The concept of a mobile kitchen to provide food to the homeless has been a successful model replicated around the world for decades. If a truck can house a kitchen, it is only logical that other services a house typically provides can be delivered in a similarly mobile way.
The familiar temporary ‘soup kitchen’ set-up not only feeds those in need, but also serves as a moderator between the most disadvantaged and those willing to help; opening up communication that can otherwise be awkward to instigate. Through conversations, valuable insight can be gained about how best assist the homeless gain dignity and morale.
This was the case for Jake Austin, founder of Shower To The People‘s Mobile Shower Truck in St Louis, USA. He was distributing essential items such as toiletries while volunteering with the homeless and through conversations with the thankful recipients realised there were limited options for them to be put to use. Without a shower, he also realised there was little chance of them securing even the most basic employment and therefore opportunity to turn their luck around. He then thought “If we can put a kitchen on a truck (for food trucks), why not a shower?”.
Two years later, with the help of sponsors, donations and the support of the local council there is now a truck on the streets of St Louis every week providing 50 showers and sanitary services to those in need on a typical 8 hour day.
With only two cubicles in the truck, they are also able to engage with countless people who will come take a number and wait their turn for a shower. The social aspect of gathering and interacting with the clients is also an important part of what they do. The time spent waiting allows conversations and connections to be made, and in developing a referral network they hope to direct those they encounter towards any other services that they may require.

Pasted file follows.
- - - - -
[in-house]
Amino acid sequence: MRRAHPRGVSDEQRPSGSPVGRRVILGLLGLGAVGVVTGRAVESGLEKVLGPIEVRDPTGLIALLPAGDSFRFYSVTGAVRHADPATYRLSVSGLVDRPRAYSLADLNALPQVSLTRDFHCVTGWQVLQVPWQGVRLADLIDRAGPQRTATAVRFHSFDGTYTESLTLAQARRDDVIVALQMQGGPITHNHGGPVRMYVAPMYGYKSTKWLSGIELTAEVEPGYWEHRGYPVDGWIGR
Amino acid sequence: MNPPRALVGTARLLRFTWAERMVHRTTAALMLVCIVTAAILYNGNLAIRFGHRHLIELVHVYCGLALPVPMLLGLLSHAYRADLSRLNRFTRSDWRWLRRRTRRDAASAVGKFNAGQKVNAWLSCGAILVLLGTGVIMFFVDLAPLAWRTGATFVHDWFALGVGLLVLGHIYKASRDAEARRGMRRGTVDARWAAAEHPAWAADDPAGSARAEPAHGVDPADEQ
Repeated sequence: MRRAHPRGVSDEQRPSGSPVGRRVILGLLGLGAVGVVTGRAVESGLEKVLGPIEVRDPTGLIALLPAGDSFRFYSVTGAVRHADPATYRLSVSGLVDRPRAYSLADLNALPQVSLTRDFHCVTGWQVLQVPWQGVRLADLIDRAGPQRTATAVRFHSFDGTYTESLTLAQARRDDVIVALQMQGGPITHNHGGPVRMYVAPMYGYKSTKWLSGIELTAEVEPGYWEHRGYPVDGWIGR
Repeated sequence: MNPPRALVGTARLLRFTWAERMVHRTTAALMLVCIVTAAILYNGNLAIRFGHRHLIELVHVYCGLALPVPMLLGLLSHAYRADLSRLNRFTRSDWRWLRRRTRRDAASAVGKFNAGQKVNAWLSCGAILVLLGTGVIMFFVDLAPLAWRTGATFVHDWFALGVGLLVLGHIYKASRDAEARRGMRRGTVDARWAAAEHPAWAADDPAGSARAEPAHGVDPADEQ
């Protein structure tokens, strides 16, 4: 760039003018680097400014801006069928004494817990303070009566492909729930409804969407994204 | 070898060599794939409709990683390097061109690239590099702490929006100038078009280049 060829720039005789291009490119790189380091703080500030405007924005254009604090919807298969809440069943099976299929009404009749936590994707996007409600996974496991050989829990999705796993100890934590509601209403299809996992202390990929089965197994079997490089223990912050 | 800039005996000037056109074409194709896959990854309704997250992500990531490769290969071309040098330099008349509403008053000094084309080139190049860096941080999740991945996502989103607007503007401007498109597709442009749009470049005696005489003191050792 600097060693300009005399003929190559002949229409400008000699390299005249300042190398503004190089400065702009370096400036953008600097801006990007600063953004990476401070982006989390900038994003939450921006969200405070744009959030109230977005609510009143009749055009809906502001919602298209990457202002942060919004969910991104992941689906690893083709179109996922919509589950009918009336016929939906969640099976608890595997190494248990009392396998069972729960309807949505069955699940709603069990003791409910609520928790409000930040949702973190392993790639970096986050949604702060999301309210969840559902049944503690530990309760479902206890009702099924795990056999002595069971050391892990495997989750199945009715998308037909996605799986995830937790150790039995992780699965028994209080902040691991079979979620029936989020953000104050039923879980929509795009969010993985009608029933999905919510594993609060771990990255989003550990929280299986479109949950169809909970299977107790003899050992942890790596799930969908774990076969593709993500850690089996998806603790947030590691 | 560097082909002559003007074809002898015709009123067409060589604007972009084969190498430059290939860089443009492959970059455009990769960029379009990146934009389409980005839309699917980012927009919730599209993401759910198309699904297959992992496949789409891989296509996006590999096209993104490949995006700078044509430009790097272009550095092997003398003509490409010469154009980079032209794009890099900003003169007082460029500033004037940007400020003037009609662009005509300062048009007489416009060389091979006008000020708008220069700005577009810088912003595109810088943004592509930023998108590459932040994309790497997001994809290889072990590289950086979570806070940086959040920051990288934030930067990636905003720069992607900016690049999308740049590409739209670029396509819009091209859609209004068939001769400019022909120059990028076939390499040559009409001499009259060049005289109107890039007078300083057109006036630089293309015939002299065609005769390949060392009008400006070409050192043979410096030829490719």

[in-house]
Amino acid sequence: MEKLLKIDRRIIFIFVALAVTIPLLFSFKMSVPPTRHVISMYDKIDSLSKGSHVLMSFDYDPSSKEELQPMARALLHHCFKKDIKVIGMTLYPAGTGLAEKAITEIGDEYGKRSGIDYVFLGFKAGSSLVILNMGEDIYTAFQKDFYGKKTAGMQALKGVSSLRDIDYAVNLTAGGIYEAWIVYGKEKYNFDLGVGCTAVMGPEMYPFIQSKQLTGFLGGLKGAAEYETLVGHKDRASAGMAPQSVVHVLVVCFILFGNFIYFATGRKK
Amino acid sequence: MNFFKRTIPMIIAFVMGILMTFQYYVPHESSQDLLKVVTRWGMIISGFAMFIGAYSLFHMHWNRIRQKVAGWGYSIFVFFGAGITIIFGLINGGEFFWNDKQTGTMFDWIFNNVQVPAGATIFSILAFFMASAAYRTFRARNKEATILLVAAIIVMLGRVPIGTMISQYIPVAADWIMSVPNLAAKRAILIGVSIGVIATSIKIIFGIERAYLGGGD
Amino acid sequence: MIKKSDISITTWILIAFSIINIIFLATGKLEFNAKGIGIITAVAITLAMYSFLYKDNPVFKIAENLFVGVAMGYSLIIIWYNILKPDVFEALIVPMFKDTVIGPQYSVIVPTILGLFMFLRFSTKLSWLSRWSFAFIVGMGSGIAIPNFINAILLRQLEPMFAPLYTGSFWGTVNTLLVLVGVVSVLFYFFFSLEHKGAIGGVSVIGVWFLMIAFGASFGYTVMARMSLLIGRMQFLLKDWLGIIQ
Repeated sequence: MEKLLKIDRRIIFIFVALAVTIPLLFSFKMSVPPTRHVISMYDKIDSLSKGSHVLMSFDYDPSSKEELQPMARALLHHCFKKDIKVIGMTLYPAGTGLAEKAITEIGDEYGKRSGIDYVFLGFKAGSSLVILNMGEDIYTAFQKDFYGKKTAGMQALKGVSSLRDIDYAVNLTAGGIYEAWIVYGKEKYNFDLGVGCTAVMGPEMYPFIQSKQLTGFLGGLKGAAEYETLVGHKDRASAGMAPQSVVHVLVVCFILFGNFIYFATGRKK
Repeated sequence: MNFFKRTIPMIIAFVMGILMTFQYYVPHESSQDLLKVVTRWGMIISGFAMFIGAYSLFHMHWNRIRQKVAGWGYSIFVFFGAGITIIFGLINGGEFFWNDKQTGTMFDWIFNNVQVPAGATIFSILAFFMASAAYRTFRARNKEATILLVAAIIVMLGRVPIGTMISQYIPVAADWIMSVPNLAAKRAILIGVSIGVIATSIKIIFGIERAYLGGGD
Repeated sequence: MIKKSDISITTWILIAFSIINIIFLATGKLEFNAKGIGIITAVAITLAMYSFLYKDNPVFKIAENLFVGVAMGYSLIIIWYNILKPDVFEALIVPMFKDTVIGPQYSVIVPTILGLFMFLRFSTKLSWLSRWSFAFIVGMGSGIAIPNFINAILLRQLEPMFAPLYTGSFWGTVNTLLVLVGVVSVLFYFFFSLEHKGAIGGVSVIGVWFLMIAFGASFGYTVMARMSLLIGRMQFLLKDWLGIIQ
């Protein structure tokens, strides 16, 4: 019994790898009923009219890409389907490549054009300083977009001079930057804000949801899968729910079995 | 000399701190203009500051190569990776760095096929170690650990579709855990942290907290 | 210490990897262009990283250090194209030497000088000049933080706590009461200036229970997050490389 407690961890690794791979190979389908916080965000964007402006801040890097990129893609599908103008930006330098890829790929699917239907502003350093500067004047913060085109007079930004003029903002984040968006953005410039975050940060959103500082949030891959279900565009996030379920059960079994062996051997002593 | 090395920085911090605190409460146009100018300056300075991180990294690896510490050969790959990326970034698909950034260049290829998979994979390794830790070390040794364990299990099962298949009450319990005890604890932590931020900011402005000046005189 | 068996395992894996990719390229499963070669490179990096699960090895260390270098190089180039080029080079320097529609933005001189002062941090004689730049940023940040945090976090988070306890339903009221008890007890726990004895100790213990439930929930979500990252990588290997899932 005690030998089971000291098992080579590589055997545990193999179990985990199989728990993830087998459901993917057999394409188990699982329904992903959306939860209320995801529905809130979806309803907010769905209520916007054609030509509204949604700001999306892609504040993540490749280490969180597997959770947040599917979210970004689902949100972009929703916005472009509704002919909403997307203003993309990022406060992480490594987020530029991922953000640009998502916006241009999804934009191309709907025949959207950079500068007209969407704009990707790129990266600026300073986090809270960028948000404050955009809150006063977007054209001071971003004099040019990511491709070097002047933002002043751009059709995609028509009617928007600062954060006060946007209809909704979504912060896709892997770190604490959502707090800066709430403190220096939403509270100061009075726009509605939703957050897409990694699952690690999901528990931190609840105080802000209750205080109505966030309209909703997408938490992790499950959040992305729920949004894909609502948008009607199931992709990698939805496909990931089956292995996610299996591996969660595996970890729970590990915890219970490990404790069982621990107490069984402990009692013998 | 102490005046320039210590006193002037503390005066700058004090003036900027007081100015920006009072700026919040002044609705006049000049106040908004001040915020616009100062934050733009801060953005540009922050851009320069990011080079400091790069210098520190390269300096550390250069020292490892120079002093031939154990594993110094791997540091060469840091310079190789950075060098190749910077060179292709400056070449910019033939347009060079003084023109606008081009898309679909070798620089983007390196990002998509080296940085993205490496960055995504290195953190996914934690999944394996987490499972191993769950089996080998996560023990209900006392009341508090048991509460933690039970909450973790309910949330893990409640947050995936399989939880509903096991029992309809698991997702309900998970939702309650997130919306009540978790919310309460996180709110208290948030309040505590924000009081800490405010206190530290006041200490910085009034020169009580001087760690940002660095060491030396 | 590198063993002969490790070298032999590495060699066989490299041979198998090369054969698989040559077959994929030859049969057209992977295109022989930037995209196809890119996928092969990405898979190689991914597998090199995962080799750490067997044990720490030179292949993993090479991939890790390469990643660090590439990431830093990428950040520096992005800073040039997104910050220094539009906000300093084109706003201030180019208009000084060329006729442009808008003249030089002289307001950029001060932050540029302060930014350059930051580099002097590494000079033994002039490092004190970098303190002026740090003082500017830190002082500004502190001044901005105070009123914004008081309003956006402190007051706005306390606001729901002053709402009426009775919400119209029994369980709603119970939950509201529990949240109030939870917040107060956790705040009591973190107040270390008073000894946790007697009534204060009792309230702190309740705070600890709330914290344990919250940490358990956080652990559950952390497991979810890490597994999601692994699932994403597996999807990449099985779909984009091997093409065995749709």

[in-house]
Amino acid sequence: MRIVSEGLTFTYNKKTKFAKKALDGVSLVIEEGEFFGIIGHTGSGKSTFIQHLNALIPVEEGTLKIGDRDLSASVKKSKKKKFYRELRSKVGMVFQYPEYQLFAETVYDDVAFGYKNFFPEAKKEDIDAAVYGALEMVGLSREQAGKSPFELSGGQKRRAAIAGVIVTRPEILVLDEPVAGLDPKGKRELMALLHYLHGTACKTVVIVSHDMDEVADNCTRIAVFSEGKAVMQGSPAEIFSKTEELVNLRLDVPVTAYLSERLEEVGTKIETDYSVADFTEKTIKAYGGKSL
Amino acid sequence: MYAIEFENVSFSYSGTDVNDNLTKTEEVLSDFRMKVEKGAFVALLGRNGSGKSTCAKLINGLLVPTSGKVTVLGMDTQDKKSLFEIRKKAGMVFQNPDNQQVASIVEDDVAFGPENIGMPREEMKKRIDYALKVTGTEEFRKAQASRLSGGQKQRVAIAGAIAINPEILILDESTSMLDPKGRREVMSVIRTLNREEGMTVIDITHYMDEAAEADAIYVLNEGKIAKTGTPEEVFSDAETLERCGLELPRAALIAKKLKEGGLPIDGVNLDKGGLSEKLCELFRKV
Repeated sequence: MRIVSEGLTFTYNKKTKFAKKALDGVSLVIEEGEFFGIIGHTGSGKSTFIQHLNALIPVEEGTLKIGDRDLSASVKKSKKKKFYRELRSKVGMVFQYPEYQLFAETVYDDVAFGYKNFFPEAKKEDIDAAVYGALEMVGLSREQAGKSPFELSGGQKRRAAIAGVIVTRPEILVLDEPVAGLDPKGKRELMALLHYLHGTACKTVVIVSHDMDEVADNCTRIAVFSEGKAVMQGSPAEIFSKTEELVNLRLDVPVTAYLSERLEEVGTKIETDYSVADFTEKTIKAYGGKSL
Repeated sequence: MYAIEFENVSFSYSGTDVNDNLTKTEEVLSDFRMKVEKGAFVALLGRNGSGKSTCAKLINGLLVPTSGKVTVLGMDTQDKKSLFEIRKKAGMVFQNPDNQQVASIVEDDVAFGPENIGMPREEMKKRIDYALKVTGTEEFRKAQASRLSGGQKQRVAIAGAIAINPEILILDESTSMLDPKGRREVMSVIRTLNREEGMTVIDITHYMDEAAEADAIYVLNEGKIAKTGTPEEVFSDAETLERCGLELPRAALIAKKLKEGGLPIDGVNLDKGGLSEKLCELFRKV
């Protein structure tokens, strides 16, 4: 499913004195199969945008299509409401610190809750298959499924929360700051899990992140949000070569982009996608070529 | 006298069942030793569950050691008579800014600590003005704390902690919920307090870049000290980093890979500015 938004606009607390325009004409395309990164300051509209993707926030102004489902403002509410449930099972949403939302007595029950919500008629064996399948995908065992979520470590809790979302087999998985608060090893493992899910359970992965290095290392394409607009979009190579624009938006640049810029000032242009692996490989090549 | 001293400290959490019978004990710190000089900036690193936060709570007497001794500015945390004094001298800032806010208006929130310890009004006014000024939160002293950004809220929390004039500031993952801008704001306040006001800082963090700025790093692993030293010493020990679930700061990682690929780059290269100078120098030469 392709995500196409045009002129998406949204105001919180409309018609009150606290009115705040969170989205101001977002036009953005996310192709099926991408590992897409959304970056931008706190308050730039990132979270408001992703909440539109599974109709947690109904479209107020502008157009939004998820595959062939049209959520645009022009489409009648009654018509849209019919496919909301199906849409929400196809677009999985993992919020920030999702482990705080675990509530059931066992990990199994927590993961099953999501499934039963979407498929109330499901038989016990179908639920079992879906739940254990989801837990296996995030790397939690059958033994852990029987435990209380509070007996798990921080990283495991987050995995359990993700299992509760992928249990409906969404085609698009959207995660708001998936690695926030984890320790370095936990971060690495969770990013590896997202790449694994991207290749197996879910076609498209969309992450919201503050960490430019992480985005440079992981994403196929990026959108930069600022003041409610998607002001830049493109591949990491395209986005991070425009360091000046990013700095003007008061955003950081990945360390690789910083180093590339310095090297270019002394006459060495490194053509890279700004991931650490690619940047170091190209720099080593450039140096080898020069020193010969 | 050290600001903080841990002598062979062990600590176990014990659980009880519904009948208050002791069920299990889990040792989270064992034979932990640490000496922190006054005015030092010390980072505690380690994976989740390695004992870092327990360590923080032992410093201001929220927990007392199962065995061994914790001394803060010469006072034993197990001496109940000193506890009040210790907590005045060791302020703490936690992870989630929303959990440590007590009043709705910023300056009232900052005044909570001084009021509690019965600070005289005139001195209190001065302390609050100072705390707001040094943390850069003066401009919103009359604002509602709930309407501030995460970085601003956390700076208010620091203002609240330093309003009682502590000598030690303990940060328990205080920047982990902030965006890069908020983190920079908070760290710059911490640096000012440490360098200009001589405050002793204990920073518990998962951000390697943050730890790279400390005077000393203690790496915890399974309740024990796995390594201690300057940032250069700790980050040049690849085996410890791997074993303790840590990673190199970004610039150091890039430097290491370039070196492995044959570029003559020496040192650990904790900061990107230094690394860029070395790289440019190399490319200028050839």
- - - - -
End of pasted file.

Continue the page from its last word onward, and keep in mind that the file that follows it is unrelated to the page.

This meaningful engagement is part of the motivation behind the Orange Sky Laundry initiative that has taken off around Australia. The concept placed two washing machines and two dryers in a van (affectionately named ‘Sudsy’) and provides a free laundry service to those on the streets. Similarly to the St Louis project, founders Lucas Patchett and Nicholas Marchesi not only aim to provide a practical service to the homeless, but also want their project to act as a catalyst for conversation. In their words; “In the one hour time it takes to wash and dry someone’s clothes there is absolutely nothing to do but sit down on one of our 6 orange chairs and have a positive and genuine conversation between our everyday volunteers and everyday friends on the street.” They are now also launching an Orange Sky Showers project to run in parallel.
In combining essential services for the homeless alongside a helpful and friendly ear, initiatives such as these aim to make life that much easier for those friends in the city that could benefit from a little extra help.